(Adds comment by industry source, context, analysis)
KHOBAR, Saudi Arabia, Sept 6 (Reuters) - Saudi Arabia was looking more closely at cutting gasoline subsidies, a move it has been studying for years, after the United Arab Emirates did so last month, with both states trying to save money in an era of cheaper oil, a newspaper reported.
Saudi domestic gasoline prices are some of the lowest in the world. Allowing them to rise would be one of the biggest economic reforms in the country for years and a highly politically sensitive one as many Saudis rely on cheap fuel.
United Arab Emirates let gasoline prices rise 24 percent last month.
Al Watan’s Saturday edition quoted unnamed sources as saying Saudi Arabia cannot leave gasoline prices at ultra-low levels indefinitely because that would hurt the economy.
The newspaper did not elaborate on when the government might make a decision and gave no details on the possible reform.
However, a source in the Gulf oil industry told Reuters that Saudi officials were “seriously” thinking about reducing fuel subsidies gradually.
Riyadh would probably not act as aggressively as the UAE because of political and economic considerations, the source said. He said UAE officials had advised Riyadh to “start small”, possibly raising prices just a few percent.
Saudi energy officials could not immediately be reached for comment.
Unleaded gasoline costs only about 15 U.S. cents per litre in Saudi Arabia, the world’s lowest price after Venezuela, according to website mytravelcost.com.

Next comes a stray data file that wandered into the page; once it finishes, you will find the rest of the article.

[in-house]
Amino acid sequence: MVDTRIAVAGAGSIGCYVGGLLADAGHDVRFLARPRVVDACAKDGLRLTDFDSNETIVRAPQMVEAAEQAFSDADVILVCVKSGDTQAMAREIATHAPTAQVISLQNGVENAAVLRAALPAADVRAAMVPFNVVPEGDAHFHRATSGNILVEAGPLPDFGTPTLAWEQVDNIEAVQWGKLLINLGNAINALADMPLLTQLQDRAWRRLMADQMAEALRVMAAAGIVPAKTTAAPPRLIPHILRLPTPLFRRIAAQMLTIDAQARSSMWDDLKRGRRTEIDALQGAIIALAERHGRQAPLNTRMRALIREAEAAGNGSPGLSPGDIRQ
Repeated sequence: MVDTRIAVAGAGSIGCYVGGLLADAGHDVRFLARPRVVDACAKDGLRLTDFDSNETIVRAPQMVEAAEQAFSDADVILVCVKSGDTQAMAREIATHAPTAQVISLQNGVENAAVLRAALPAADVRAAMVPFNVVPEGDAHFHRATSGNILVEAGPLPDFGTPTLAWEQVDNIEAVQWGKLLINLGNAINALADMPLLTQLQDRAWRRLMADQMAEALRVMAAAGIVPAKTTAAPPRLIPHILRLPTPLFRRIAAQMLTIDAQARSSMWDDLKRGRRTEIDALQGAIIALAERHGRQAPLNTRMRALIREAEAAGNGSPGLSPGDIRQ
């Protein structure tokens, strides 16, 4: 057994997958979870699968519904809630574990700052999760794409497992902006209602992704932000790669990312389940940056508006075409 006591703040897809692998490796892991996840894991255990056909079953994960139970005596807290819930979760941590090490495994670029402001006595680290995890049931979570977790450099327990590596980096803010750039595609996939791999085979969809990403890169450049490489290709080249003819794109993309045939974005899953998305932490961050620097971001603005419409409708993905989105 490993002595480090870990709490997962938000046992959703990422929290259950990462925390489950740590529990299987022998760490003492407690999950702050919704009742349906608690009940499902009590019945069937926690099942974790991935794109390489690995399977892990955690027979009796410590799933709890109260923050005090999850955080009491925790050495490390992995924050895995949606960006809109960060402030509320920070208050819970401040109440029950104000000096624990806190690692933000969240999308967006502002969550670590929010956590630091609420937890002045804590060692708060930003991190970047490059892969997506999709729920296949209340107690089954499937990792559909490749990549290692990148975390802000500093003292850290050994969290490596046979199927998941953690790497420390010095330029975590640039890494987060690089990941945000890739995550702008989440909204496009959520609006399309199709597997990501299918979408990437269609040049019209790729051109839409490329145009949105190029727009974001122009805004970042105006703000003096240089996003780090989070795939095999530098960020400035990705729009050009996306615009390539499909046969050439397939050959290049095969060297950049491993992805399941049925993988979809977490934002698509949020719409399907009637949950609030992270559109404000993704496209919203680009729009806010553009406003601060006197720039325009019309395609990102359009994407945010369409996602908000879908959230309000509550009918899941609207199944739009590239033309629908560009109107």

Economists estimate removing gasoline subsidies would save the kingdom nearly 30 billion riyals ($8 billion) annually, Al Watan reported. That would be a significant saving in a budget deficit which analysts estimate could total $120 billion or more this year if crude prices stay low, slashing state revenues.
The reform could also help hold back burgeoning consumption. Domestic oil product demand rose 5.1 percent year-on-year to a record 2.98 million barrels per day in June, according to the Joint Oil Data Initiative.
Al Watan quoted Fahad al-Anazi, deputy chairman of the economic and energy committee in the Shura Council, a top state advisory body, as saying any changes to subsidies would have to be accompanied by other measures to preserve public welfare such as providing cheaper public transport.
This implied major reform might still be years away. The government is building public transport systems but the Riyadh metro is only due to be completed in 2019, for example.
Because higher gasoline prices could fuel inflation in other goods, Anazi suggested the government might introduce new subsidies for some food and consumer items, or let poorer people keep their fuel subsidy.
Such subsidies would be provided to Saudi citizens rather than the large number of foreigners in the country, he said. (Writing by Andrew Torchia; Editing by Louise Ireland)
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